Vivek Ramaswamy Withdraws from Colorado Primary Ballot in Support of Donald Trump, Colorado GOP Says No Need

Presidential candidate Vivek Ramaswamy announced his decision to remove himself from Colorado’s Republican primary ballot on Tuesday. This move comes in response to the recent ruling by the state’s Supreme Court, which declared former President Donald Trump ineligible to run in the state’s GOP presidential primary due to his involvement in the events surrounding January 6.

Ramaswamy, seeking to align himself with Trump, vowed not to participate in the primary until Trump’s eligibility is reinstated. In a strongly worded statement, he urged other 2024 GOP primary contenders, including Ron DeSantis, Chris Christie, and Nikki Haley, to take similar action, warning of potential “disastrous consequences for our country” if they do not.

“I pledge to withdraw from the Colorado GOP primary ballot until Trump is also allowed to be on the ballot, and I demand that Ron DeSantis, Chris Christie, and Nikki Haley do the same immediately – or else they are tacitly endorsing this illegal maneuver which will have disastrous consequences for our country,” Ramaswamy asserted.

The Colorado Supreme Court’s decision, rendered on Tuesday evening, cited Trump’s violation of Section 3 of the 14th Amendment, which prohibits former officeholders from running again if they have engaged in insurrection against the U.S. The court specifically pointed to Trump’s involvement in the January 6, 2021, riot at the U.S. Capitol as evidence of insurrection. In response, a spokesperson for Trump confirmed their intention to appeal the ruling to the U.S. Supreme Court.

Expressing his concern for the future of the country, Ramaswamy spoke to ABC News, calling the Colorado Supreme Court’s decision “appalling” and a “flagrant violation of the rule of law.” Despite acknowledging the potential advantage of running without Trump in the race, Ramaswamy emphasized that the issue extends beyond individual candidates.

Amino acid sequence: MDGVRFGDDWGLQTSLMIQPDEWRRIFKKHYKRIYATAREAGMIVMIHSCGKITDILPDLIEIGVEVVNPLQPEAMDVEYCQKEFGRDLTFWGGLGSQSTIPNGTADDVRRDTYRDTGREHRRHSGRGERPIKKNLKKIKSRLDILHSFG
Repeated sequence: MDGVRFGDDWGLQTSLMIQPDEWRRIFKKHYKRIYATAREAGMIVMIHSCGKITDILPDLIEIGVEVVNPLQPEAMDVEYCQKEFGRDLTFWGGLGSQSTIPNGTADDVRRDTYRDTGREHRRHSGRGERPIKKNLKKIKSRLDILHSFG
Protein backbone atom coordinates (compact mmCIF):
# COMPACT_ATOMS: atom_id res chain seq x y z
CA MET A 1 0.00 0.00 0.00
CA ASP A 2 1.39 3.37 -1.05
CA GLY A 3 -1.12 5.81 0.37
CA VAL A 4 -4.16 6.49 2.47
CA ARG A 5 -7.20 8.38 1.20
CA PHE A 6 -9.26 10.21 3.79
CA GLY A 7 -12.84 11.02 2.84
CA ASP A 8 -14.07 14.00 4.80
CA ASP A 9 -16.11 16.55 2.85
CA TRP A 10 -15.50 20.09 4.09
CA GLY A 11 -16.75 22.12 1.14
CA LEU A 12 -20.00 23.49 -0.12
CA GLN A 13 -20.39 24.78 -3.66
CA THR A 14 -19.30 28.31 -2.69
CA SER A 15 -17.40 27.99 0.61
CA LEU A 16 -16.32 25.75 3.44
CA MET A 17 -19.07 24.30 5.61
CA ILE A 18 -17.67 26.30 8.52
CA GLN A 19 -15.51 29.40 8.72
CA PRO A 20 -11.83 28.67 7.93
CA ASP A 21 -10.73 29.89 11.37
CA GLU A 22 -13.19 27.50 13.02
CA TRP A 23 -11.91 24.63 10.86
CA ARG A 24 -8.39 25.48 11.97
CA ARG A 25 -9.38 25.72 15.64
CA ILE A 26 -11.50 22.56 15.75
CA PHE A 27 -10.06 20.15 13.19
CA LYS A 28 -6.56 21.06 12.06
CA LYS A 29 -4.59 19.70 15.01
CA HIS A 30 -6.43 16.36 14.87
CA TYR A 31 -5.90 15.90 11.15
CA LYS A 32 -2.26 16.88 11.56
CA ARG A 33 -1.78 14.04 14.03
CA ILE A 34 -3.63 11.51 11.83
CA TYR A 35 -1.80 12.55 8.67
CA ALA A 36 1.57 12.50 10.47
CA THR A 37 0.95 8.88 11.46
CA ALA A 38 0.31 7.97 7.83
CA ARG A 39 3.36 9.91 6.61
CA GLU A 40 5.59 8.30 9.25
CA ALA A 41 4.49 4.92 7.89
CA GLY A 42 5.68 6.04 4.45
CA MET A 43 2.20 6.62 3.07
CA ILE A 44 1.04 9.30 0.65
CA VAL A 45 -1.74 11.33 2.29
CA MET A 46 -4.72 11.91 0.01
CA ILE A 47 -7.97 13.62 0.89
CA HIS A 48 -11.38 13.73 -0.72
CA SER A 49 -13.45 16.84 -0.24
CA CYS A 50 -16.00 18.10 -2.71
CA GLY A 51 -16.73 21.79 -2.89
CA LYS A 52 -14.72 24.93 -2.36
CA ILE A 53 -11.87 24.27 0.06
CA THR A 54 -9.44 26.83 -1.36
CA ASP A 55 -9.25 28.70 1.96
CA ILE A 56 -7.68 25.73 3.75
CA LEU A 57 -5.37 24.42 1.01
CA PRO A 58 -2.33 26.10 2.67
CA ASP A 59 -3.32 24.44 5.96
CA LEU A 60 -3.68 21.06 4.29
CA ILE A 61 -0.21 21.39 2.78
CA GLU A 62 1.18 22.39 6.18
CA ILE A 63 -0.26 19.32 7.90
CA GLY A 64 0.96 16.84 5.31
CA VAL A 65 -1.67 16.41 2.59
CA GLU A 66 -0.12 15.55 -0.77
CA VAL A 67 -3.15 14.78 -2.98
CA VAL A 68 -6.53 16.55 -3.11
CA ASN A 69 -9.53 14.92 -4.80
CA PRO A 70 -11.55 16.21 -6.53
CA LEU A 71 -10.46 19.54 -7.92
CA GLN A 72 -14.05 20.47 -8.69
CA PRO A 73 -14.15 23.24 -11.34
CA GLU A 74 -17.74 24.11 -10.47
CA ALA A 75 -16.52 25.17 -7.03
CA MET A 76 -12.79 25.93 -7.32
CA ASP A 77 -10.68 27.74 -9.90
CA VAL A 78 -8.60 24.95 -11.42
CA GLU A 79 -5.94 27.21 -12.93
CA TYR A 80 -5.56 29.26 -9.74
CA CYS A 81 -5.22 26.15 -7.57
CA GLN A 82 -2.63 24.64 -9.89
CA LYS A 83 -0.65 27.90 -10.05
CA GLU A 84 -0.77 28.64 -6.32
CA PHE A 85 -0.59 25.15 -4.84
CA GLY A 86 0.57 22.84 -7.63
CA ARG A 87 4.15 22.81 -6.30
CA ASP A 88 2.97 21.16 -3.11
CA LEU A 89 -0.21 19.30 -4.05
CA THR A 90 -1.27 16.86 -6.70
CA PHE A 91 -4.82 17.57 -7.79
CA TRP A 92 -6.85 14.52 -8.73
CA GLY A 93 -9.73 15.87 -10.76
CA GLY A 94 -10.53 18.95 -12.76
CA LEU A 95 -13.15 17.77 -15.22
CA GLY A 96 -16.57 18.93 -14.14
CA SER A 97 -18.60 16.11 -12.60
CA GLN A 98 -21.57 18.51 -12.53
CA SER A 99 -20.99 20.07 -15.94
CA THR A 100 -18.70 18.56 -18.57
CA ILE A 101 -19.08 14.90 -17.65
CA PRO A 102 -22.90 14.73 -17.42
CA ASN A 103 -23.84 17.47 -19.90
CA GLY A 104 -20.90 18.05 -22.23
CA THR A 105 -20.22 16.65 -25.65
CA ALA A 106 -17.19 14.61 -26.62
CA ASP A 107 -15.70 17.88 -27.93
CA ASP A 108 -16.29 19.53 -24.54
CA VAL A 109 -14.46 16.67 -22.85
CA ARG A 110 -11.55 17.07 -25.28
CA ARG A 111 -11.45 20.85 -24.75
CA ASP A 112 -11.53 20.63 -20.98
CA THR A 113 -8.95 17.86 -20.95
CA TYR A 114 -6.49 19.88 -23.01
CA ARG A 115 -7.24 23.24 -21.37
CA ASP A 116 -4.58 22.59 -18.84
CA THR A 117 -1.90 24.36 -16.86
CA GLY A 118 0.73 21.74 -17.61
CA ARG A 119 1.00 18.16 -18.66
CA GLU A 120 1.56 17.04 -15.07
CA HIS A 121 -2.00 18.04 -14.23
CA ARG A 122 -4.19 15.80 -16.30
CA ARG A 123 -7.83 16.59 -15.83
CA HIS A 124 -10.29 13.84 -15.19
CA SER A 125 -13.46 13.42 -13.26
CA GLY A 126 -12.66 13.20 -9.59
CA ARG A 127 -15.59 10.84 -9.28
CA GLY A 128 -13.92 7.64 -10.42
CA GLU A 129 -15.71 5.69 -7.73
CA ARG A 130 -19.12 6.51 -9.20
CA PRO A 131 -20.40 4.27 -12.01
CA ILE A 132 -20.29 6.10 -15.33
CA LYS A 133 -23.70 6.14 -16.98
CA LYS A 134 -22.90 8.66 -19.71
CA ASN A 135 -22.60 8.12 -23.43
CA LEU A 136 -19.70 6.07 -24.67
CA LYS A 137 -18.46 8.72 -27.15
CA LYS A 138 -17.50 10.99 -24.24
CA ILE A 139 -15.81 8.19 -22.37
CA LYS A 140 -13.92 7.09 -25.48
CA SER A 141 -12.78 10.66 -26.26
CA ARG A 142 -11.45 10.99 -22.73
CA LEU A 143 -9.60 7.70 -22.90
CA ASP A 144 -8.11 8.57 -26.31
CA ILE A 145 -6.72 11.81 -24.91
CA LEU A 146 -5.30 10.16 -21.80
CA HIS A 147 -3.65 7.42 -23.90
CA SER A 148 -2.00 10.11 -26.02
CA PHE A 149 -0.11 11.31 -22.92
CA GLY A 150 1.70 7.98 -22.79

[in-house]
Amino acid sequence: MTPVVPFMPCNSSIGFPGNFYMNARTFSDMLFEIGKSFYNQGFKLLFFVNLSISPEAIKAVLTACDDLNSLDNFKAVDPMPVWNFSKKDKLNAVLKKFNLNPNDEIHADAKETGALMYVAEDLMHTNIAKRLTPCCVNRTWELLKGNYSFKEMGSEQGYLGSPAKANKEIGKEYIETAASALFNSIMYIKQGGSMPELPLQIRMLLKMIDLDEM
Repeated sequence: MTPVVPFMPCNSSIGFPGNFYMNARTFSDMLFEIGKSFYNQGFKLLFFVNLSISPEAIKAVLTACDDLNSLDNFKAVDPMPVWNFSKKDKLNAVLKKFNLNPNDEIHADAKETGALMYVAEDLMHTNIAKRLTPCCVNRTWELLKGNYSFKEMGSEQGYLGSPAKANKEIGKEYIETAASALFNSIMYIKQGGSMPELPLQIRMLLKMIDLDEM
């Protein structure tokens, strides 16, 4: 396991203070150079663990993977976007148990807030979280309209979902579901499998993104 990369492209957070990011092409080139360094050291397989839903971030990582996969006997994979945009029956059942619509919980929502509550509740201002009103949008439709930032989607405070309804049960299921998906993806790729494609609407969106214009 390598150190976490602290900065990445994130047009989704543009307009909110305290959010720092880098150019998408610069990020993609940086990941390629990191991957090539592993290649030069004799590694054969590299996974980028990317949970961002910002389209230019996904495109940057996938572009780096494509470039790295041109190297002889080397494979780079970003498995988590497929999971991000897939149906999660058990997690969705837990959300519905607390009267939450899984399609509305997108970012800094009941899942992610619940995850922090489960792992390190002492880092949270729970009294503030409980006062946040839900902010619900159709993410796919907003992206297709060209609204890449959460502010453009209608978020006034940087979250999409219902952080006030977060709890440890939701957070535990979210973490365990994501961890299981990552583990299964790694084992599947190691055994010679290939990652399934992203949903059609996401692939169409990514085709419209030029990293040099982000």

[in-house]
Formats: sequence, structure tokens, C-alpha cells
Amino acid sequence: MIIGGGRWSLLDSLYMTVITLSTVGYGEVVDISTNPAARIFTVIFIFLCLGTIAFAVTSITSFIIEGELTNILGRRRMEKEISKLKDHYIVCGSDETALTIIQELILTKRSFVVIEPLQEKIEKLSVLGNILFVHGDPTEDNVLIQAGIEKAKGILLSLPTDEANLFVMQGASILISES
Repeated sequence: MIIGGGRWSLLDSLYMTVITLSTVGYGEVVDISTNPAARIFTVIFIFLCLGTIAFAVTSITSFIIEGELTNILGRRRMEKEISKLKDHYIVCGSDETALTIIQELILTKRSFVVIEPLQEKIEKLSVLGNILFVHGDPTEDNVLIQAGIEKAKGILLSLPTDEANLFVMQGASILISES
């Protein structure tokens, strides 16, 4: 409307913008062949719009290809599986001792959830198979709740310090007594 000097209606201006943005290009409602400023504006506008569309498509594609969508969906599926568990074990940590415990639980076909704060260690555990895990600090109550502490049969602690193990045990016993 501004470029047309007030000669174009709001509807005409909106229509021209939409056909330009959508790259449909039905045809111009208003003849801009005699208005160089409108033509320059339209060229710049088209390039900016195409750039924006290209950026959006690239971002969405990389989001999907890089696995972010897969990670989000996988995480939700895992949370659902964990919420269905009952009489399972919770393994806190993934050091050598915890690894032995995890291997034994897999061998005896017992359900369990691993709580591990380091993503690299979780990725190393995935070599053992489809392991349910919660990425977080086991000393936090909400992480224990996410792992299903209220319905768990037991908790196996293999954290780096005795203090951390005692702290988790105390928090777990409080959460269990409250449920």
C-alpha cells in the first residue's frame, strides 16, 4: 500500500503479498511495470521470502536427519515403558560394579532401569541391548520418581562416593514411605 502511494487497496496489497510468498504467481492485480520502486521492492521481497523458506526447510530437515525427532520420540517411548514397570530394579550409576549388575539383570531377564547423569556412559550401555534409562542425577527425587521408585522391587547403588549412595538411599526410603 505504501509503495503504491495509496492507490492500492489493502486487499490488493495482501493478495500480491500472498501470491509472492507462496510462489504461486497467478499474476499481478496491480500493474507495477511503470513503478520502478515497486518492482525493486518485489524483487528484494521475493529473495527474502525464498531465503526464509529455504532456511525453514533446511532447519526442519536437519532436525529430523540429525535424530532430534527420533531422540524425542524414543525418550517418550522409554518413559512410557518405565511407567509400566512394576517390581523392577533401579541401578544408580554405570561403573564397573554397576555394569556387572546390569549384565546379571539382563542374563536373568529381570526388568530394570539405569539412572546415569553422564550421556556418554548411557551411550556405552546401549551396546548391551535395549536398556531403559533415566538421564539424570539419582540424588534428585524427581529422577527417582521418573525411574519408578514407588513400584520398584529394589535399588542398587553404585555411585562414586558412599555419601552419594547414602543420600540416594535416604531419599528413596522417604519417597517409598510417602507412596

“And to tell you the truth, it would be a lot easier for me to get elected if Trump wasn’t in this race, but that’s not – it’s not about me, and it’s not about another candidate,” Ramaswamy explained, underscoring his commitment to upholding the rule of law.

In Mason City, Iowa, during his seventh and final event of the day, Ramaswamy reiterated his opposition to the court’s decision, addressing a packed bar of voters. When asked about the impact of withdrawing from the Colorado primary, considering there are 37 Republican delegates at stake, he predicted that every remaining Republican candidate would follow suit.

“I think every Republican will end up withdrawing, which means that that won’t affect anyone’s path to the nomination,” Ramaswamy stated confidently.

Following Ramaswamy’s announcement, the Colorado Republican Party responded on X, noting that the candidate might not need to withdraw if the state shifted from a primary to a party-run caucus, pending the court’s decision.

However, such a move could prompt a rule change from the Republican National Committee, according to the Colorado Republican Party’s Chairman, Dave Williams, who expressed confidence in obtaining a waiver if necessary. The situation remains fluid as the legal and political implications unfold.


Information for this briefing was found via ABC and the sources mentioned. The author has no securities or affiliations related to this organization. Not a recommendation to buy or sell. Always do additional research and consult a professional before purchasing a security. The author holds no licenses.

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